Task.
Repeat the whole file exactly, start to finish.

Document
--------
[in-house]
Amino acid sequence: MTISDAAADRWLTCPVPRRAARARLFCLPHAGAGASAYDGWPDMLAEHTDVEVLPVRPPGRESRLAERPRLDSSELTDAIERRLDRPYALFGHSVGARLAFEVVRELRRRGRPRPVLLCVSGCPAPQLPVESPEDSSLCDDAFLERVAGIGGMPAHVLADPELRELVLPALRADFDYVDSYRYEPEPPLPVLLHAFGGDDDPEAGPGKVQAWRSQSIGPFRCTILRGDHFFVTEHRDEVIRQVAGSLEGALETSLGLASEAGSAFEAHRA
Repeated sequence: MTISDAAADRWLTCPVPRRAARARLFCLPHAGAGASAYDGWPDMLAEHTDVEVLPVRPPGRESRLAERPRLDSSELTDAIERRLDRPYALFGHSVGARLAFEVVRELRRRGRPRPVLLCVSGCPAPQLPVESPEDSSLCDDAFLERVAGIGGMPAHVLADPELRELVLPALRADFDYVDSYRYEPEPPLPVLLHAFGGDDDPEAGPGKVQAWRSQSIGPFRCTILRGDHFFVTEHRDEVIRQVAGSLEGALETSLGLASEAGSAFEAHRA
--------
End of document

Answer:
[in-house]
Amino acid sequence: MTISDAAADRWLTCPVPRRAARARLFCLPHAGAGASAYDGWPDMLAEHTDVEVLPVRPPGRESRLAERPRLDSSELTDAIERRLDRPYALFGHSVGARLAFEVVRELRRRGRPRPVLLCVSGCPAPQLPVESPEDSSLCDDAFLERVAGIGGMPAHVLADPELRELVLPALRADFDYVDSYRYEPEPPLPVLLHAFGGDDDPEAGPGKVQAWRSQSIGPFRCTILRGDHFFVTEHRDEVIRQVAGSLEGALETSLGLASEAGSAFEAHRA
Repeated sequence: MTISDAAADRWLTCPVPRRAARARLFCLPHAGAGASAYDGWPDMLAEHTDVEVLPVRPPGRESRLAERPRLDSSELTDAIERRLDRPYALFGHSVGARLAFEVVRELRRRGRPRPVLLCVSGCPAPQLPVESPEDSSLCDDAFLERVAGIGGMPAHVLADPELRELVLPALRADFDYVDSYRYEPEPPLPVLLHAFGGDDDPEAGPGKVQAWRSQSIGPFRCTILRGDHFFVTEHRDEVIRQVAGSLEGALETSLGLASEAGSAFEAHRA